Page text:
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Way Too Damn Lazy To Write A Blog: August 2014. This weekend in Hollywood, it's time for the Cinecon convention.

Way Too Damn Lazy To Write A Blog: August 2014

This is the 50th of these one-of-a-kind festivals and its m.o. is "films so rare even the most dyed-in-the-wool professional historians have never seen them", presented on the big screen in glorious 35mm. At this year's Cinecon, the Career Achievement Honoree will go to the kid who stole the hearts of a gazillion moviegoers in MGM films, the winsome Margaret O'Brien, who will be there in person and charm the audience yet again in the Q&A following a screening of Vincente Minnelli's iconic Meet Me In St.

Louis. Media History Digital Library - Online Access to the Histories of Cinema, Broadcasting, and Recorded Sound. Harold Lloyd – Film Noir – Criss Cross and the Hill Street Tunnel. Burt Lancaster in Criss Cross along the north end of the Hill Street Tunnel.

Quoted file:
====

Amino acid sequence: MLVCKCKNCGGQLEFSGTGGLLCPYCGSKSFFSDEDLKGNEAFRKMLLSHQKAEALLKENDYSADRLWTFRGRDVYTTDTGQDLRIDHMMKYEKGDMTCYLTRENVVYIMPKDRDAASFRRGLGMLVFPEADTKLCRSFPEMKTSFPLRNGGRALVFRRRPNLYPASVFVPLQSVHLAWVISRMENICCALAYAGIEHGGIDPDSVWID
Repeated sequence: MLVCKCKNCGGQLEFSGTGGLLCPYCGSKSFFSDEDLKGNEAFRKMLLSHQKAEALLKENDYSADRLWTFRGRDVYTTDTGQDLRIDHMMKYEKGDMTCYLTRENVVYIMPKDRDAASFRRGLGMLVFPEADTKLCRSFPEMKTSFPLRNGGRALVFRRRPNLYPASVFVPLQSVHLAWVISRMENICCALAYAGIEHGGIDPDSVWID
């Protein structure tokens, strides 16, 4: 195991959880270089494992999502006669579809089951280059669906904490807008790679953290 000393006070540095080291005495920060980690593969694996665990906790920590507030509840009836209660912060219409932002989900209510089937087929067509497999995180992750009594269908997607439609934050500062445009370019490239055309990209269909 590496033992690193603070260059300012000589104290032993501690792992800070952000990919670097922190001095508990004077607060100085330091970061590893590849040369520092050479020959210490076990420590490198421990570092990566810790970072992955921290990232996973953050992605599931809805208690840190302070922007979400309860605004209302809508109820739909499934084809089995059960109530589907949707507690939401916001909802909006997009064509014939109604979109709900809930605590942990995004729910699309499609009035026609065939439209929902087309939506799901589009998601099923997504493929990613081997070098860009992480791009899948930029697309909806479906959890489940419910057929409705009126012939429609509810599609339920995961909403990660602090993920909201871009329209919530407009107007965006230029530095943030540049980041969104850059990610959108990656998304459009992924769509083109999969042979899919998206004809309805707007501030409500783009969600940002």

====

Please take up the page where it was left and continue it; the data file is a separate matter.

Harold Lloyd – Film Noir – Criss Cross and the Hill Street Tunnel

Charles E. Mack. Moran and Mack in character in 1929.

Charles E. Mack

Biography[edit] He was born on November 22, 1888 in White Cloud, Kansas as Charles Sellers. He married Marian Robinson. They divorced in 1931.[1][2] Charlie Chaplin. Sir Charles Spencer "Charlie" Chaplin, KBE (16 April 1889 – 25 December 1977) was an English comic actor, filmmaker, and composer who rose to fame in the silent era.

Charlie Chaplin

Chaplin became a worldwide icon through his screen persona "the Tramp" and is considered one of the most important figures in the history of the film industry.[1] His career spanned more than 75 years, from childhood in the Victorian era until a year before his death in 1977, and encompassed both adulation and controversy. Chaplin's childhood in London was one of poverty and hardship. As his father was absent and his mother struggled financially, he was sent to a workhouse twice before the age of nine.